Burnham v. Karl & Gelb, P.C
In Burnham v. Karl & Gelb, P.C., 252 Conn. 153, 745 A.2d 178 (Conn. 2000), the Connecticut Supreme Court ruled that an at-will employee was precluded from bringing a claim for wrongful termination against public policy when the employee was allegedly terminated after reporting unsafe working conditions in violation of federal Occupational Safety and Health Act (OSH Act) standards.
The Connecticut Supreme Court ruled that the claim was precluded because the federal OSH Act provided a remedy.
The plaintiff in Burnham specifically argued that the remedy under the federal OSH Act was inadequate. The Connecticut Supreme Court agreed that the administrative remedy available was not equivalent to a common-law claim for wrongful termination but held that nothing requires the administrative remedy to be equivalent to a common law claim.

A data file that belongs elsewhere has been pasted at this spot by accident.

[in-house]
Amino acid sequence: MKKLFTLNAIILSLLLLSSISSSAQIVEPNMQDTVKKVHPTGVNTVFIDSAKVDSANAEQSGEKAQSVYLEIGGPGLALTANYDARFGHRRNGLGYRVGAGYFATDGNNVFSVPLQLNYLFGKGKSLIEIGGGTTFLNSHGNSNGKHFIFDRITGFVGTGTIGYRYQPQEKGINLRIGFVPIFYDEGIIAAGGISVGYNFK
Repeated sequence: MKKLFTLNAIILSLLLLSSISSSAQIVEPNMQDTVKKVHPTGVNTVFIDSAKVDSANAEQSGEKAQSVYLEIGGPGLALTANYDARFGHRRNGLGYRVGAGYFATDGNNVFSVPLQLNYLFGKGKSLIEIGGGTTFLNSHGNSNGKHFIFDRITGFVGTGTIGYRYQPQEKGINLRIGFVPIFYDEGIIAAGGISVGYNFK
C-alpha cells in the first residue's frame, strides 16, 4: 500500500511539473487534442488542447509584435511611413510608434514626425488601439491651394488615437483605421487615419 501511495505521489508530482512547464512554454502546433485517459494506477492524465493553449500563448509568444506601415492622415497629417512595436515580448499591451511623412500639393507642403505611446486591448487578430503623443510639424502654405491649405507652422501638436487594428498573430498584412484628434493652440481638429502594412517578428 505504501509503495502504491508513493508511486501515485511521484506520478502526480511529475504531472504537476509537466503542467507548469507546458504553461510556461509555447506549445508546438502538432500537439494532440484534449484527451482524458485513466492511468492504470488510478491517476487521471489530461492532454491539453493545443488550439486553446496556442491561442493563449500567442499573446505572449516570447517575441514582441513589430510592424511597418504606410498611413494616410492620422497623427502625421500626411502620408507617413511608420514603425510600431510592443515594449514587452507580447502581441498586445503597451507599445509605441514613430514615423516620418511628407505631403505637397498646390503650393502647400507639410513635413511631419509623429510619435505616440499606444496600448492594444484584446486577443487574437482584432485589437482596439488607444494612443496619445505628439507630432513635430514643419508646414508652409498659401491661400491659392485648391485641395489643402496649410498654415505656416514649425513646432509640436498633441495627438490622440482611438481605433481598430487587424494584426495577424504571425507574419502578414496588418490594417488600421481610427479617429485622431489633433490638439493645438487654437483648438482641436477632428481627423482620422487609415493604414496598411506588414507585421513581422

The Connecticut Supreme Court reasoned that "the statutory remedial scheme [should] be adhered to since we can presume that the legislature would have provided additional relief in the statute if it thought it was necessary." 745 A.2d at 185.